Queen of Scott’s: Nigella Lawson arrives for the first day of the trial of her assistants, December 2013. (Photo: Getty)
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Name-dropping in Manhattan, Ukrainian deals and those Nigella pictures

Sue Douglas’s Diary.

Respite from the weather at last. But a cold front of non-meteorological proportions instead . . . an icy-cold wind fluttering across our horizons, needling into the recesses of our memories of an old world order. I sat early morning and late night, motionless in front of my widescreen TV, Sky News on a constant spool of live updates from Kyiv, transfixed by the unravelling drama.

I felt more involved than my journalistic licence usually allows when seismic stories appear from nowhere and threaten to engulf us. Just over a week ago, I had been to dinner at Scott’s in Mayfair. I have a tiny bolt-hole flat around the corner. People tease me that it’s my local café. Other people I work for do not find the bills I put on expenses so amusing. Something always happens at Scott’s. Perhaps the biggest something was one of the most poignant stories of last year, as Nigella Lawson and Charles Saatchi locked in combat, unaware of John Gordon’s paparazzo lens a matter of feet away. I ran the picture in the Sunday People newspaper the first week of my new job there. But I digress.

I digress into the wonderfully random nature of life. I had just been reappointed as media queen, aka publisher of Sunday Brands at Trinity Mirror, and lots of people held their breath. Not for long. My ambitions were strangled – but didn’t die, and, leaving Trinity Mirror two weeks ago, I am about to rescue my new media baby from its adopted parents.

 

Oysters, champagne, big business

I was dining at Scott’s with a clever and charming Ukrainian businessman, interested in my new media business venture. We were joined by his effervescent boss, Lada Firtash. Lada has quickly become a very dear friend. She is also a sharp businesswoman in her own right. She should not be defined by who she is married to, any more than I ever wanted to be judged by my now ex-husband, Niall Ferguson.

However, as we sat eating oysters and sipping champagne, I lived a little walk-on part of the events unfolding in Maidan Nezalezhnosti. Dmitry Firtash is the husband of Lada. His Wikipedia entry says that he “has become one of the leading investors in the power sector and chemical industry in central and eastern Europe. His . . . companies are present in Ukraine, Germany, Italy, Cyprus, Tajikistan, Switzerland, Hungary, Austria and Estonia.” It rattles on about his wealth, his power through his Inter Media TV companies and his extravagant philanthropy, including chunks of Cambridge and the Ukrainian Catholic University. Then it cites some controversy about his implication, never proven, in the imprisonment of Yulia Tymoshenko and mentions his close association with the regime of the fallen leader, Viktor Yanukovych.

Back at home, I turned on the TV again. And there was Tymoshenko, wheelchair-bound, with her signature Heidi hairstyle, released from her prison cell only hours earlier. She was addressing the crowds in measured, almost soothing tones while the president disappeared east to nest with his protector Vladimir Putin.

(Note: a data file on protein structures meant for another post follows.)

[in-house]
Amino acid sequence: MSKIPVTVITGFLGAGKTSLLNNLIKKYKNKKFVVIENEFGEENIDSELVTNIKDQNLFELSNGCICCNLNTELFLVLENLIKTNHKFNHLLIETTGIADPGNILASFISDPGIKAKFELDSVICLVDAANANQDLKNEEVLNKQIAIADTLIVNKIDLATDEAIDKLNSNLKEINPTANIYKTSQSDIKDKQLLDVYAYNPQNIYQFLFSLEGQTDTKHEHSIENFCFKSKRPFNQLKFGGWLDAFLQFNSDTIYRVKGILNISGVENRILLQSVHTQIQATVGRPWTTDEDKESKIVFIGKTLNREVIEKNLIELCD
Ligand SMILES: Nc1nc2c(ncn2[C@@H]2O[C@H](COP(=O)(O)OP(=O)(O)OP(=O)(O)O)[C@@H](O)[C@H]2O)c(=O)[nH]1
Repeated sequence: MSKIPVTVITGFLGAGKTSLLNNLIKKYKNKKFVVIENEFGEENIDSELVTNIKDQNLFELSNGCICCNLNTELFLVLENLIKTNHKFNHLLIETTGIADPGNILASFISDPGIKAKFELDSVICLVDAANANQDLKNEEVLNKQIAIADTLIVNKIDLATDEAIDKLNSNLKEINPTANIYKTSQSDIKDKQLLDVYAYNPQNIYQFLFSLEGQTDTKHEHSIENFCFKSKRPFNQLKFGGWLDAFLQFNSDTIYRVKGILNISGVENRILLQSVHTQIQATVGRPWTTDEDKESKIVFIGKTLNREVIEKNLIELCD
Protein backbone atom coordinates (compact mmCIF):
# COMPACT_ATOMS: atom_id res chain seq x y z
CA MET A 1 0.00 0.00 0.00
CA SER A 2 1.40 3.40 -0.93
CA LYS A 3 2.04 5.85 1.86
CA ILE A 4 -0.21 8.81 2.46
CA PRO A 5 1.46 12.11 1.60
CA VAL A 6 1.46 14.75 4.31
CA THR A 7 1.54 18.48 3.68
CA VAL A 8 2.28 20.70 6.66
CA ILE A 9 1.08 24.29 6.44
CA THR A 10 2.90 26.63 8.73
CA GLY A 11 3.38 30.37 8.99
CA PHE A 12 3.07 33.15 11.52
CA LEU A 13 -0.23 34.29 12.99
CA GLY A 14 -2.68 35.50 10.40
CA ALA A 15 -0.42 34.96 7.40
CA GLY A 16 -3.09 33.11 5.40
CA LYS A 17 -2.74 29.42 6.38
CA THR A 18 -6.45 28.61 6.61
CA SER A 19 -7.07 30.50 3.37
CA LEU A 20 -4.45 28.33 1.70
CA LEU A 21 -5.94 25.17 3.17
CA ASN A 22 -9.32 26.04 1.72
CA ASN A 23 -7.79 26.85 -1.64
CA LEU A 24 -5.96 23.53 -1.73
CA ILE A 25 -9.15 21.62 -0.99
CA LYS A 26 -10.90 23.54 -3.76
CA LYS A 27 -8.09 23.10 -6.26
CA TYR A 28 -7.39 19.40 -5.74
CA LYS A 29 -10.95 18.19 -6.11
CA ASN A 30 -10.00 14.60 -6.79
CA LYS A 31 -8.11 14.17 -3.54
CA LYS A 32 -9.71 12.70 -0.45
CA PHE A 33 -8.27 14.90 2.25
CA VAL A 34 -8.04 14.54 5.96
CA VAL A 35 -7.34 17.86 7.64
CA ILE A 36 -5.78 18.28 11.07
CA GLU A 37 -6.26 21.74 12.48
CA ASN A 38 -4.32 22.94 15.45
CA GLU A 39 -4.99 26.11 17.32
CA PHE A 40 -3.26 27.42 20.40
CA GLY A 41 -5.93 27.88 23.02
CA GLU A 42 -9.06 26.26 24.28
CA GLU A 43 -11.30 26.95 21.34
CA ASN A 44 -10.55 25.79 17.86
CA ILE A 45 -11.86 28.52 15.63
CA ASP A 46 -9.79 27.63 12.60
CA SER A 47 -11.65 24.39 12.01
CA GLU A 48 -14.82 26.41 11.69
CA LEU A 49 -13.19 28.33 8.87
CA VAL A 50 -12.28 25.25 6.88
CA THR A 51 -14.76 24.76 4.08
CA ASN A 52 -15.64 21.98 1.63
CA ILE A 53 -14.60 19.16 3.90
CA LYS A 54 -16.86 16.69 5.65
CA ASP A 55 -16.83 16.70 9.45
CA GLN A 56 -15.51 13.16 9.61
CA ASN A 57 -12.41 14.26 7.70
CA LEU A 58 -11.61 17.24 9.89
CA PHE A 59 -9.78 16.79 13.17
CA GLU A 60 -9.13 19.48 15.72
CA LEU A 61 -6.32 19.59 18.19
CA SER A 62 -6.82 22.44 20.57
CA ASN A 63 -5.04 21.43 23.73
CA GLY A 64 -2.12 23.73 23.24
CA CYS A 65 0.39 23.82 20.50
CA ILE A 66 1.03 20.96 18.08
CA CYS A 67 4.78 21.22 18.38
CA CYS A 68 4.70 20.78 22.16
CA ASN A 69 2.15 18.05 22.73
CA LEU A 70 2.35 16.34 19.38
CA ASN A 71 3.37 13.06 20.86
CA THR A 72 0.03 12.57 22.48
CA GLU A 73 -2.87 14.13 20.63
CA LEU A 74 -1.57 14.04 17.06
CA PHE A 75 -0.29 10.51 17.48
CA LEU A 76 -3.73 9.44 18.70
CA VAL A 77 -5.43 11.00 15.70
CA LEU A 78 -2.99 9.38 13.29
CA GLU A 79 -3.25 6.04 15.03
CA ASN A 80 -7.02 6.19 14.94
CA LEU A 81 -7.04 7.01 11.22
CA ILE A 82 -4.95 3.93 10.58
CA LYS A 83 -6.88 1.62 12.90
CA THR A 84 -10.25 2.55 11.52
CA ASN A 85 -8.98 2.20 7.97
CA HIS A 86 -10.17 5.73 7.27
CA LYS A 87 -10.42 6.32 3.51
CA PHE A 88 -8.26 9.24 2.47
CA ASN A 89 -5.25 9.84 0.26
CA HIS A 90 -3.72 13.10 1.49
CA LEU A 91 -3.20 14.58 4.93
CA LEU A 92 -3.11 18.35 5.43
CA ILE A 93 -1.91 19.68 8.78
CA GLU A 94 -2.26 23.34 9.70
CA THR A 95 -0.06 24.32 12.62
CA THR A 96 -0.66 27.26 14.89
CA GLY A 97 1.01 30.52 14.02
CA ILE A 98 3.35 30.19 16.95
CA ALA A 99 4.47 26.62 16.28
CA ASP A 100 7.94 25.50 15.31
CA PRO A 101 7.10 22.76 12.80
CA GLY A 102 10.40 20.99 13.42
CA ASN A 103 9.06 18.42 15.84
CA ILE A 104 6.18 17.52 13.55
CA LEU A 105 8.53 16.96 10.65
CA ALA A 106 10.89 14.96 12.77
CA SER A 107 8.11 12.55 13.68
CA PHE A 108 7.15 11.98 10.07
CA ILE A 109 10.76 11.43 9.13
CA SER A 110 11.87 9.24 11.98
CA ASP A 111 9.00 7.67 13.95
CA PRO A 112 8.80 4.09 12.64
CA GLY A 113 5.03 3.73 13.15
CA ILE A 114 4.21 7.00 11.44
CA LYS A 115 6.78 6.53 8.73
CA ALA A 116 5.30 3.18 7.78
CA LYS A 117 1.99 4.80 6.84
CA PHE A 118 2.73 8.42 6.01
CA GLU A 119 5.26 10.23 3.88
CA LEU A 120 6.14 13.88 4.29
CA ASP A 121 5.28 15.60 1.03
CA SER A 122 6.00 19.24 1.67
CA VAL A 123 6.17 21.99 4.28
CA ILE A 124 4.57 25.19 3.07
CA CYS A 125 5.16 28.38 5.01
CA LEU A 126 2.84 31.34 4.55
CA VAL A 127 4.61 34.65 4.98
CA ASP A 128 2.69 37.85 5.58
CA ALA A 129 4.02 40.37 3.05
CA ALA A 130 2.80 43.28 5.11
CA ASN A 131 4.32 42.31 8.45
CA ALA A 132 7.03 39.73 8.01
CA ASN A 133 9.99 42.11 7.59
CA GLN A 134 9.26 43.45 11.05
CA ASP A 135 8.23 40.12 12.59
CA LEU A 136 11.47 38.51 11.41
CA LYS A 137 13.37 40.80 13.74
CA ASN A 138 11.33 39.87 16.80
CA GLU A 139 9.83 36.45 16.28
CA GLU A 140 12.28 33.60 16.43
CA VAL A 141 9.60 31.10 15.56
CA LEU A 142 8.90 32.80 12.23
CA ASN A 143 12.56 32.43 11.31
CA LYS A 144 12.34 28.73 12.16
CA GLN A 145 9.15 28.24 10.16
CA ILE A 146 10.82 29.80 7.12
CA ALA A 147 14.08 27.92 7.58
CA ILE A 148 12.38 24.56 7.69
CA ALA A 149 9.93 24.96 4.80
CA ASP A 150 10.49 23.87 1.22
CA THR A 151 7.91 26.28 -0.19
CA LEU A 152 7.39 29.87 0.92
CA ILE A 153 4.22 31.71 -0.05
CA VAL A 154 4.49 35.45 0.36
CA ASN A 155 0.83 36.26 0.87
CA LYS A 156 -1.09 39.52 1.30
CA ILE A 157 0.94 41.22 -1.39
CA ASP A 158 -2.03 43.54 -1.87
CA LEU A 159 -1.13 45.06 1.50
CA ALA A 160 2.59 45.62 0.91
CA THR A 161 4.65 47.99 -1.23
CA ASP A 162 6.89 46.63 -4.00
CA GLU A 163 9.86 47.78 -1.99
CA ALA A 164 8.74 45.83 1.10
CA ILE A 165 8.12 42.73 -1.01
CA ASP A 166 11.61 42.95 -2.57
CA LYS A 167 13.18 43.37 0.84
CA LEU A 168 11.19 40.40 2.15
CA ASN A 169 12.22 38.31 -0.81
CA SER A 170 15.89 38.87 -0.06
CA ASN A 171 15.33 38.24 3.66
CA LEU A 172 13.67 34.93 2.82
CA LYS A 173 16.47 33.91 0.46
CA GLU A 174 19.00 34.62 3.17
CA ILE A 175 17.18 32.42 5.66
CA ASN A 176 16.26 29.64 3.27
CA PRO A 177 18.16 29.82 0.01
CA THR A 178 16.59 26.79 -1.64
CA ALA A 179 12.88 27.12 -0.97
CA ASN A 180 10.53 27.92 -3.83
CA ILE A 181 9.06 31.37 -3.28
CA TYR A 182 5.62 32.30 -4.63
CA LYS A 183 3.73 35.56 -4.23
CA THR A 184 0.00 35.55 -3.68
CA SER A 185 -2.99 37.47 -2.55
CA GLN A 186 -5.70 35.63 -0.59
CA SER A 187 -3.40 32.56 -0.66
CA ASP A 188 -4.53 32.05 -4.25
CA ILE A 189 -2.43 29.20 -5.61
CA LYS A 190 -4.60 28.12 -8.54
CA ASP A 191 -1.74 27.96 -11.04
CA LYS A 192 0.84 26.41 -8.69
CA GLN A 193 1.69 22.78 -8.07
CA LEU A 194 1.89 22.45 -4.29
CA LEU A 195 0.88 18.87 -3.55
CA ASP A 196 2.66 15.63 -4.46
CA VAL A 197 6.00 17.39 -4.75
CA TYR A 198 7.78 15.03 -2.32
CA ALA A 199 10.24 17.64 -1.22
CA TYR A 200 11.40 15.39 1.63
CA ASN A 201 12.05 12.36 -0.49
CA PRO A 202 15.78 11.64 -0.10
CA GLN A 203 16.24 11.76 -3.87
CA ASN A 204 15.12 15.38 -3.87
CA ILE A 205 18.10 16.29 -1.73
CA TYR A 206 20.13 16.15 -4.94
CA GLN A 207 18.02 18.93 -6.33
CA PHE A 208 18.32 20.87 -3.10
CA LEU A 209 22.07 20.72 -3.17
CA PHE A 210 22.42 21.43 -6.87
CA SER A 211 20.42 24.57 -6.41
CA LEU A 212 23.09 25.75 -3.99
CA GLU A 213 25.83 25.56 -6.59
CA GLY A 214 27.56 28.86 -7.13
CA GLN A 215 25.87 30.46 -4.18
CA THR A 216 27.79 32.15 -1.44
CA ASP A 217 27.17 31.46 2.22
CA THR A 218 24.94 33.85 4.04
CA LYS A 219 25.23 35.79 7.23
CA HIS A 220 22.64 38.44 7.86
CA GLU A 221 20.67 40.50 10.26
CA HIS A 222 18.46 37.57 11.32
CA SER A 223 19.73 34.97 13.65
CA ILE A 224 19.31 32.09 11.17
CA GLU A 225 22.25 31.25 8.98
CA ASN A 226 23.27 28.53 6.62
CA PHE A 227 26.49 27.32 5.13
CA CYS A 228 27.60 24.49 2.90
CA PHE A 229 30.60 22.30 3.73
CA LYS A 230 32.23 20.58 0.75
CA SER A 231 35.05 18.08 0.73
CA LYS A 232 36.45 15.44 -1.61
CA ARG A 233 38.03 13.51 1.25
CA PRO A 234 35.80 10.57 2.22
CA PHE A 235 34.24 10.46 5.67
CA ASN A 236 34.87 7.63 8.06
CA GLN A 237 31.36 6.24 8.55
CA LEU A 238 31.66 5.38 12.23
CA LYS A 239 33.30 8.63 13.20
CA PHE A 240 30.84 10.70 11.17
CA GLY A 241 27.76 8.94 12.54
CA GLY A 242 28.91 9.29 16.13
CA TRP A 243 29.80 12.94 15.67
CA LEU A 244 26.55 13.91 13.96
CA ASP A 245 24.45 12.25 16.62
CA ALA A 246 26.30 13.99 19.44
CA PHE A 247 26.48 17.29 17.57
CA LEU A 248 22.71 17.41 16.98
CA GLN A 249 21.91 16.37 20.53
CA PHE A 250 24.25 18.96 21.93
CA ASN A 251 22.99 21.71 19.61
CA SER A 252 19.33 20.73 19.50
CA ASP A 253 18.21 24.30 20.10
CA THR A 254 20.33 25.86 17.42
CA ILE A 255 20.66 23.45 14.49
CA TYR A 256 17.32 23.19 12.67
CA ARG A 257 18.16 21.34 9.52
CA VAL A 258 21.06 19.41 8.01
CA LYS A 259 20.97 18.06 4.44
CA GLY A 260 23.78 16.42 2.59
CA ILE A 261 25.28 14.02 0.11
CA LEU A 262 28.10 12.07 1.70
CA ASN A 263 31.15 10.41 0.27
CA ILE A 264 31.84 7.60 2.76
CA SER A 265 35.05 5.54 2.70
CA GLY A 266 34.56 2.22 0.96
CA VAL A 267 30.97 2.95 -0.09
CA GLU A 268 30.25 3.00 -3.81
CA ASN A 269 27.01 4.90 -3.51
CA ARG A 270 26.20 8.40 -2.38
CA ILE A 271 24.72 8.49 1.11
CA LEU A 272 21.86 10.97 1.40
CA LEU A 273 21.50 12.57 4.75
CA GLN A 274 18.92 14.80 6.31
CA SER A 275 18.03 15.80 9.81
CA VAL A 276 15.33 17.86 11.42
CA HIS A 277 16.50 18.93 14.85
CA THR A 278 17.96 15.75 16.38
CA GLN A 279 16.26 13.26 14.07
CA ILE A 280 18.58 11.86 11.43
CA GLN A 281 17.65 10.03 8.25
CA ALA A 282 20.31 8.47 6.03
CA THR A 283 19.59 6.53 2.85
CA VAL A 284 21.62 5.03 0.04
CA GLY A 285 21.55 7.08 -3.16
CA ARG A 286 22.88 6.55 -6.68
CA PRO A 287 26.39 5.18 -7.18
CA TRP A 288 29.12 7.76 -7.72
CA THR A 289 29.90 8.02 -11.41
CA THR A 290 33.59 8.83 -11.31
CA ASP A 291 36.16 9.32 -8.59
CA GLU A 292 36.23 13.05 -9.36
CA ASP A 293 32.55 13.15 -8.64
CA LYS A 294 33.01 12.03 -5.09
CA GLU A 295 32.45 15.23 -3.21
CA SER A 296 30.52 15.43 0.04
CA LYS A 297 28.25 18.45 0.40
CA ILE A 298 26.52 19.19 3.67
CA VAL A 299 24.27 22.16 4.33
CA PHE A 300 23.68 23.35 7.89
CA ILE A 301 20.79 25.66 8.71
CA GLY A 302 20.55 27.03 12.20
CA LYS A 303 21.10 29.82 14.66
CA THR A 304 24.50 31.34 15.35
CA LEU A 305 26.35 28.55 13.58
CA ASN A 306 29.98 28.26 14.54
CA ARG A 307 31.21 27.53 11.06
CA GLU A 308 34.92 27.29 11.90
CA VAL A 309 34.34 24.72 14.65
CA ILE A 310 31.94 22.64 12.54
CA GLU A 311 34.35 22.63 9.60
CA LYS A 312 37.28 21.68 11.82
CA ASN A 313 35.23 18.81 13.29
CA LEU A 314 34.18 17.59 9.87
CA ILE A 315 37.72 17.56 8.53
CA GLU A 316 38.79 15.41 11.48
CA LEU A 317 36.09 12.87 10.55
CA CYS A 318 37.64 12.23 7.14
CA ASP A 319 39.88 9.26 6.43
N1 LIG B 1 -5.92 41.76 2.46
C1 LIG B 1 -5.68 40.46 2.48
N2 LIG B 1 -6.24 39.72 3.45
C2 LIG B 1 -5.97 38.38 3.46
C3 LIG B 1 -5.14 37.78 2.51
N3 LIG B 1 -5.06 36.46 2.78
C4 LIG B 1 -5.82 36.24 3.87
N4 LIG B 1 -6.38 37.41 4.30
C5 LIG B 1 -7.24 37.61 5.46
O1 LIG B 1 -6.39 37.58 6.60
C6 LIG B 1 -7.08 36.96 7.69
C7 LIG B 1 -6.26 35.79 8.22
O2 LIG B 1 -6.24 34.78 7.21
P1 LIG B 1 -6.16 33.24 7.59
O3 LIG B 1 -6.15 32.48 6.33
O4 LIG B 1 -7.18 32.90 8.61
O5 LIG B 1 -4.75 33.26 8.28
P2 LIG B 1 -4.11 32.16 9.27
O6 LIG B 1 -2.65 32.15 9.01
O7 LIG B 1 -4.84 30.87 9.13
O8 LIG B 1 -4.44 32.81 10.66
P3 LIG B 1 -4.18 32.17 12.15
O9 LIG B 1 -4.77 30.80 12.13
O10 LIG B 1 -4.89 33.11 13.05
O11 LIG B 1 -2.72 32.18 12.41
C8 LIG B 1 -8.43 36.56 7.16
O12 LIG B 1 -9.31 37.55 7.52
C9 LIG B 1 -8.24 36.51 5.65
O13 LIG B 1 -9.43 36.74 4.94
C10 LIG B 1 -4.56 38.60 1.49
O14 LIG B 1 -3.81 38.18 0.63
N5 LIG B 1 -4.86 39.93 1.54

I called my dear friend Askold Krushel­nycky, who was filing a report from the square for the Sunday Times. It was before dawn there but it was hard to hear what he was shouting against the tumultuous noise. I think it was something like “. . . things are never ever what they seem”.

 

Celluloid sleb fever

The cold winds were blowing when I arrived in New York. Six inches of snow was forecast but only a dusting fell. In the meantime Obama’s froideur about Ukraine resulted in US visa bans and possible economic sanctions against certain Russian and Ukrainian officials implicated in the occupation of Crimea. But the city was really preoccupied with red carpets and Oscar mania.

The cloying reverence of celebrity culture in the US palls, even when you have been a tabloid queen as I have and lived for the colour of Kate Moss’s nail varnish. Much as I enjoyed 12 Years a Slave on the plane, the way CNN practically attempted to own anti-slavery made me gag. The rictus smiles of TV presenters and the shameless obsession with actresses’ clothes and hairstyles is enough to make you long for a war zone.

 

Logophile in New York

The power of the written word: I fell in love as a schoolgirl and the affair only deepened. So, when my daughter Freya, who hitched a weekend in New York with me, dragged me to the Met’s Chinese exhibition “Ink Art”, I got all excited about my Fleet Street days and hot metal. The show is a beautiful snapshot of the vibrancy and life in the shapes and colour of words on parchment and paper – all black and white and splashes of red, a bit like tabloids in the Eighties. I liked the show nearly as much as the Guggenheim’s mesmeric “Italian Futurism”, based on the manifesto Marinetti published in 1909 in Le Figaro, which we also went to. Words as hero, again. It isn’t often that a child can teach a parent so much in half an hour.

 

Where the rich things are